Tuesday, 29 December 2015
A Farewell To Lemmy
I saw Motorhead only once – at the much missed St Austell Cornwall Coliseum – and as far as I can remember I only ever owned one of their LPs, No Sleep ‘til Hammersmith, though I’ve heard many over the years and always held a soft-spot for Ace Of Spades in particular. So when I think of Lemmy, it’s usually for the Hawkwind connection and in writing this blog, it’s not, then, to talk about his whole career, which of course stretched back into the 1960s, and for which there are so many obituaries today, but to reflect on his importance to Hawkwind during his tenure, and the legacy that he’s left them.
Think back to the very early albums, Hawkwind and In Search Of Space and they are distinctive and distinct entries into the catalogue; calling cards with differing messages and classic albums in and of themselves. Both, in their own ways, are fantastic records. And I guess it’s entirely arguable that In Search Of Space, in its production, is more advanced than what came next. But what came next was Lemmy, an unarguable force of nature riding his bass lines like the Silver Surfer on acid, a rollercoaster balanced on its tracks but twisting and turning, looping and pushing forward, twisting, turning and looping again, free spirited but in service to the whole as well. I mean, Simon King is a key component of that sound as well, but that period of Hawkwind is about Lemmy and the way which he and Dave Brock coalesced the idea of a rhythmic, driving, powerhouse space-rock that defined the musical content of Hawkwind across Doremi Fasol Latido, Space Ritual, Hall Of The Mountain Grill and Warrior On The Edge Of Time.
I wrote about ‘Brainstorm’ for Shindig! when they did their space-rock special a couple of years ago and identified, as so many have before, that meshing of musical comradeship: “Though ‘Brainstorm’ is Nik Turner’s first solo credit on a Hawkwind track, and his lyrics lean the band almost in to territory that might retrospectively be described as ‘cyberpunk’, the musical story that ‘Brainstorm’ tells is of the definitive guitar and bass Hawk line-up of Brock and Lemmy gelling together in what they’d both come to recall as an empathetic and intuitive partnership and, alongside Turner’s wailing sax, that collision of sound not only created one of the great space-rock classics but setting the texture and tone of the classic Hawkwind sound. It has a great mythology and mystique to it – great versions abound, the pulse-pounding Live 79 blast-through, the dark and mysterious Space Ritual rendition and its original Doremi… album appearance with its at times almost ethereal vocal delivery from Turner.”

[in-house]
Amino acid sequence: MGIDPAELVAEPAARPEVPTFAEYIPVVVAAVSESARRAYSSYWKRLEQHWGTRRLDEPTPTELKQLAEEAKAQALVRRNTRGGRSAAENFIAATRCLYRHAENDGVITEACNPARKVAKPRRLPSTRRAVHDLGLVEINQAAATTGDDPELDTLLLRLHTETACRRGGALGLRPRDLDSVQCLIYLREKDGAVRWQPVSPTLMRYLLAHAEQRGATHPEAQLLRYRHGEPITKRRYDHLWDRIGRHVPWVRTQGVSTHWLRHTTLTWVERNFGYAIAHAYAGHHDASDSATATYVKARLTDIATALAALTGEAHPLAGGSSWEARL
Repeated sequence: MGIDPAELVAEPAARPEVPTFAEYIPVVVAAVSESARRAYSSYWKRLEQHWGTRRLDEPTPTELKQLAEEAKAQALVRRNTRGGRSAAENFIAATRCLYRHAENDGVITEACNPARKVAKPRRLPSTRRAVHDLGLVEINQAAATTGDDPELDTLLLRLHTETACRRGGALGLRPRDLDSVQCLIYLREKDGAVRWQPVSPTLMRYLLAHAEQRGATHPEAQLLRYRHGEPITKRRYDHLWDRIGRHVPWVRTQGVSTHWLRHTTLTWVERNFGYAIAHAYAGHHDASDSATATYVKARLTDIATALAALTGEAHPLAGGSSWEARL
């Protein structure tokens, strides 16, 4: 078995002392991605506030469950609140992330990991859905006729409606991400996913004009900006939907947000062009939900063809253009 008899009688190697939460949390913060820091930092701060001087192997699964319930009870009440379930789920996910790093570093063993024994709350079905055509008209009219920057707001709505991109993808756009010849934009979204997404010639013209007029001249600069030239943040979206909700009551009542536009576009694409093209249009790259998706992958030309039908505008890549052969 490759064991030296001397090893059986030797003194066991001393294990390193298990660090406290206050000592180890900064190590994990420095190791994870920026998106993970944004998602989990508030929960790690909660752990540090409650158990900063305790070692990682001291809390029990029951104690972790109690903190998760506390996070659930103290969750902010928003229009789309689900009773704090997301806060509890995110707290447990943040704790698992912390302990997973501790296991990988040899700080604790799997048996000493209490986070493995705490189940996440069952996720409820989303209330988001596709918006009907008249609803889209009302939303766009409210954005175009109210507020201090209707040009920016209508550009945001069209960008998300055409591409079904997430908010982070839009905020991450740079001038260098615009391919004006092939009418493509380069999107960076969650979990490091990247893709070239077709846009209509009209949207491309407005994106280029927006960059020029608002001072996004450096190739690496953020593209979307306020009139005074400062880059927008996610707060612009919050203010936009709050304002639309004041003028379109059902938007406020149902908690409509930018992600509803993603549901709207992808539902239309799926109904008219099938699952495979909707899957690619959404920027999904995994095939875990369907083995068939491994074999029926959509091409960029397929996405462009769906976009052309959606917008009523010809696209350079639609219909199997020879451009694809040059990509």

On Doremi… though, there’s also Lemmy’s own first solo credit for Hawkwind, on ‘’The Watcher’; pensive, brooding, thoughtful, involving. I was playing it recently, listening out for that great lyric that seems to me to rally against the futility of boredom in a proto-punk manner: ‘where I come from no-one smiles/every inch exists in miles’ and was astounded not to hear it… but it’s not on Doremi… an addition in the live set, as heard on the 1974 American live album. It adds another dimension, a different texture, to the dense songs around it, and really is a strong argument for Hawkwind’s influence on punk even though it’s quite removed in sound.
‘Silver Machine’, that timeless Brock/Calvert number, had of course been in the Hawkwind set for a few months, Calvert on vocal duty when available, before Dave Robinson, future Stiff Records boss, identified its potential buried in the tape of their ‘Greasy Truckers’ Roundhouse gig in February 1972 and highlighted it as something special, with Lemmy overdubbing the vocals at Morgan Studios, where the sprawling original was cut and distilled down to its 7” release. One reviewer might have claimed at the time that “the vocals are so submerged in the thudding, whirling sound that they are largely irrelevant,” but it’s that growling delivery set against the grungy guitars, all around the kit drumming, and spacey electronics that turned that song into a perennial, known to the many who don’t know it’s Hawkwind and don’t realise – how could they not – that it is Lemmy. It’s a piece of magic, atypical of Hawkwind in some respects, but a stone cold classic.